Wyoming Proposes Grizzly Hunt for This Fall

Grizzly bears have been removed from the endangers species list, and returned to state management. Wyoming Fish and Game has put forward it’s plan for a grizzly bear hunt this fall. The agency will finalize the plan with a vote on 24 May. If all goes well this will be the first time in over 40 years Grizzly bears will be hunted in the lower 48.

Wildlife officials estimate there were just over 700 grizzly bears in the greater Yellowstone ecosystem more then enough to have a sustainable hunting season.

According to The Casper Star Tribune, A quota of 12 exists for what is called the demographic monitoring area, a chunk of Wyoming surrounding Yellowstone and Grand Teton national parks that is considered suitable grizzly bear habitat.Another quota of 12 is set for bears in places that aren’t suitable grizzly bear habitat – such as corn fields on ranches in the plains – or in areas where they consistently cause conflict.

Licenses will be $6,000 for a nonresident and $600 for a resident. Six of the 24 licenses will go to nonresidents.

Licenses will be given on a lottery system, but the hunt will run different then most big game hunts. License will only be issued two at a time and as hunters kill bears, they will call into the department to report the gender of the bear. If two female bears are the first two killed, for example, the hunt will be over. This is to ensure that only absolutely no more then two females get taken.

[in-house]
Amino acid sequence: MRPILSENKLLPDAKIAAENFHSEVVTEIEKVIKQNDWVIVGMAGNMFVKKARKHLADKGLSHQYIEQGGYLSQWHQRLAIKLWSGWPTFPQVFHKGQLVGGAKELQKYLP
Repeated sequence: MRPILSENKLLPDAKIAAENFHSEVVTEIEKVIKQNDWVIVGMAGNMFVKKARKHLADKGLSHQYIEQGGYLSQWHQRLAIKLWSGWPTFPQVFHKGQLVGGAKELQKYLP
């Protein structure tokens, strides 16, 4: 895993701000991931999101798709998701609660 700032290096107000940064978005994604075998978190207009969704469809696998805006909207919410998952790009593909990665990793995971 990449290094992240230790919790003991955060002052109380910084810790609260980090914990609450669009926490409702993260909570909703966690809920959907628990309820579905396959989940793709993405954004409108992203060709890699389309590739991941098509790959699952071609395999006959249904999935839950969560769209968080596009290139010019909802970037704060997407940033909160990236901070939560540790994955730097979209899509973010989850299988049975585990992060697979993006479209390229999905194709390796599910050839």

The female quota only applies within the monitoring area. The 12 bears allowed to be killed outside the area can be of either gender.

Game and Fish is also proposing a hunting ban within a quarter mile of U.S. highways in the monitoring area. The prohibition is meant to prevent hunters from shooting bears visible to the public. It will also not allow hunting in the western portion of the hunt area surrounding Grand Teton National Park to help avoid hunters killing some of the more well-known bears.

Hunters will also be required to complete  grizzly bear hunting course, to help them to be able distinguish between male and female bears. They will also be given a satellite communication device to report their kill from the field.The bears will need to be brought into a Game and Fish office within five days to verify gender and collect other biological samples.

Of course this hunt is not with out controversy, Animal rights groups are currently suing the fish and wild life department to try and get the hunt stopped. They claim saying climate change and human conflicts are already putting too much pressure on the charismatic creature.

This plan is a great step forward in the conservation of a species. It should be a celebrated step in the recovery of such a great animal. In reality this has been a long time coming. Steve Rinella did a pod cast a while back where he talked with the head biologist that is in charge of the Grizzly Bear recovery effort and he said that the bears have reached close to maximum carrying capacity for the region.

State management of wildlife has shown to be highly successful and will ensure the bear as a species has a bright future ahead of it.